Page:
In order to introduce the filter material into successive pairs of mold cavities 182 and 183, the rotary mold 143 is moved intermittently. To that end, the shaft 175 is connetced at its right-hand end to an intermittent drive 193 of the type disclosed in the Ganz US. Pat. No. 2,521,211, dated Sept. 5, 1950 or its equivalent. As shown generally in FIG. 13, the intermittent drive includes a Geneva wheel 194 fixed to the end of the shaft 175 and provided with a plurality of cylindrical pins 195 around its periphery. Also, the periphery of the wheel 194 is provided with a series of concavities 196i complemental to the periphery of a drive wheel 197 which is mounted on a shaft 198 driven from the main shaft 158 by means of a chain 199 and sprocket 200 and 201. The shaft 198 also carries a crank 202 which is connected to one end of a drive bar 203. The opposite end of the bar 203 is pivotally connected to a lever 204 mounted in the casing 205 on a pivot shaft 206. The relationship of the crank, the drive disc and the Geneva wheel is such that upon rotation of the drive wheel 197, a pair of pin engaging blocks 207 and 208 on the drive bar engage a pin 195 and rotate the wheel 194 one step and then move out of engagement with the pin as shown in dotted lines in FIG. 13. At this stage, the periphery of the drive Wheel 197 engages a cavity 196 in the periphery of the Geneva wheel 195 and retains it against rotation. The mold 143 is moved step by step to move successive pairs of cavities into alignment with the filling plungers 144 and 145 and 153 and 154 to enable the cavities to be filled and the material therein to be heated to render self-sustaining the rods formed in the cavities. The rods R are ejected from the cavities at the bottom of the mold 143 as shown in FIG. 7. Ejection is accomplished by means of ejecting plungers 210 and 211 fixed to the lower edge of the cross-head 152 and guided in openings in the upright 173. The ejecting plungers 210 and 2.11, move in unison with the feeding plungers and thus eject the rods from the lowermost cavities onto a conveyor 212 which extends transversely to the frame 140 and carries the rods through the heater 215. As shown in FIG. 9, the heater 215 may consist of a tunnel 217 provided with resistance heaters 218 above and below the conveyor 216. The conveyor 212 may be composed of a series of hingedly connected perforated trough members 220 each receiving a pair of filter rods R enabling them to be heated from above and below.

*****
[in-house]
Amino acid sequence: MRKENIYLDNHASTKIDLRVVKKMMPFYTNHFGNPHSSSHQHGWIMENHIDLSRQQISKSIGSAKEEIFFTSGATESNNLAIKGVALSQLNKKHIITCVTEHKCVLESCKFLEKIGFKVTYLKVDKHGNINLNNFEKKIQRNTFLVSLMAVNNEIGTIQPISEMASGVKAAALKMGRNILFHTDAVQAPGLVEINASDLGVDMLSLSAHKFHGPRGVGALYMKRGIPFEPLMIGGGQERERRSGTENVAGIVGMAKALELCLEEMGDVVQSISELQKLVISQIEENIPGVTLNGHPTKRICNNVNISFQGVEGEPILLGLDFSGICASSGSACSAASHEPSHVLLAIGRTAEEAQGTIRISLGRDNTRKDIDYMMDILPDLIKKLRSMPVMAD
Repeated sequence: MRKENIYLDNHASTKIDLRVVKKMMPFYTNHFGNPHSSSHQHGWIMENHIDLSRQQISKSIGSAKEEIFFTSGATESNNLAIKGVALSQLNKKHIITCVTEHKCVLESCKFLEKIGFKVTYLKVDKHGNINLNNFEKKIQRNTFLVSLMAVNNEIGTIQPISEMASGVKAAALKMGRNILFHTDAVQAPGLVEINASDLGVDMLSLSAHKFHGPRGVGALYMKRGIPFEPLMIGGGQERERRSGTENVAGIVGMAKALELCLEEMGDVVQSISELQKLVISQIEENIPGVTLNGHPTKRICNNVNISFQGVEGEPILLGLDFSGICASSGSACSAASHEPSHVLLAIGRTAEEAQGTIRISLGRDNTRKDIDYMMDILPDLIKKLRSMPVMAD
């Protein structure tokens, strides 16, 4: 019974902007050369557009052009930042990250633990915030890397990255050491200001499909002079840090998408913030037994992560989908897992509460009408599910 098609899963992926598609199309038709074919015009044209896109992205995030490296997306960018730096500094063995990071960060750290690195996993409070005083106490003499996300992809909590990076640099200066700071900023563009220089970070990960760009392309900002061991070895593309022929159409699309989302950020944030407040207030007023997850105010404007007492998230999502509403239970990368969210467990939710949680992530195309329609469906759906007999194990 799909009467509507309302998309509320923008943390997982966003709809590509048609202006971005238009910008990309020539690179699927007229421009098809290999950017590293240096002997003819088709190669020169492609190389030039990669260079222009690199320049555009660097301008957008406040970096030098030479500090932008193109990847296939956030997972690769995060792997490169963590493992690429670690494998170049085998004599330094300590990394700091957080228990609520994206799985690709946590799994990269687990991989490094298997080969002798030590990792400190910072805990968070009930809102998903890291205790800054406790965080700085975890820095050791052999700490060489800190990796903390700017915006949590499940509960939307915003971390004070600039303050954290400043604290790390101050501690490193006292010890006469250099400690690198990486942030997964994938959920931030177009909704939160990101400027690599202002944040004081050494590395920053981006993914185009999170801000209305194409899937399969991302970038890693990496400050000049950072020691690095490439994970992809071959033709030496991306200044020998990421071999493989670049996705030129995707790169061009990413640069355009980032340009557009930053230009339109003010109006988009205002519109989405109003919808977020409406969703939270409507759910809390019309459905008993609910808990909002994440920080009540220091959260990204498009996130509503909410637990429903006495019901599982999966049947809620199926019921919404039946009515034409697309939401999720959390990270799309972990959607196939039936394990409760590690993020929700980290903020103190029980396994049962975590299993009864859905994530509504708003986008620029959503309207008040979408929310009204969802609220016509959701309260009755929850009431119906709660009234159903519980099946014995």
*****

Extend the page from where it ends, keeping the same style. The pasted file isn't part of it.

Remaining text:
While the rotary mold apparatus disclosed in FIGS. 6 to 13 is illustrated as having two hoppers for supplying the mixture of granular material and bonding agent to the mold 143, it will be understood that a single feeding hopper and a single set of feeding plungers operated in a series of strokes may be used to fill the molds as, for example, in the manner shown in the FIGS. 1 and 2. In this case, the ejecting plungers may be independently operated and suitable back-up plungers may be provided to assure uniform filling of the molds.
It will be understood that the apparatus is susceptible to further modification as, for example, in the type of heaters used for heating the molds, in the provision of cooling means for cooling the feeding, ejecting and backup plungers and in the mechanism for driving the apparatus in timed relation. Thus, hydraulic or pneumatic motors may be used for reciprocating the plungers.
1. A method of making filters for smoking articles comprising the steps of introducing into a mold a mass of an intimate mixture of a granular absorbent material and a thermoplastic bonding agent in finely divided form and in an amout up to about 15% by weight of said mixture, heating said mixture in said mold to soften said bonding agent in only the part of the mass adjacent the mold and bond said material together adjacent to the mold to form a self-sustaining rod, ejecting said rod from said mold and heating said rod to soften said bonding agent throughout said rod, and cooling said rod to bond said granular material together.
2. The method set forth in claim 1 in which said granular material is activated carbon.
3. The method set forth in claim 2 in which said granular material is activated carbon and said bonding agent is a thermoplastic synthetic resin.
4. The method set forth in claim 1 comprising introducing a multiplicity of charges of said mixture into said mold to substantially fill it and render said rod of substantially uniform density from end to end.
References Cited UNITED STATES PATENTS 3,217,715 11/1965 Berger et al. 13110.7 3,079,930 3/1963 Cobb et al 131-267 3,318,317 5/1967 Sproull et al 131-267 3,327,345 6/1967 Bollough et al.
DONALD J ARNOLD, Primary Examiner J. R. HAL'L, Assistant Examiner US. Cl. X.R. 131-267, 265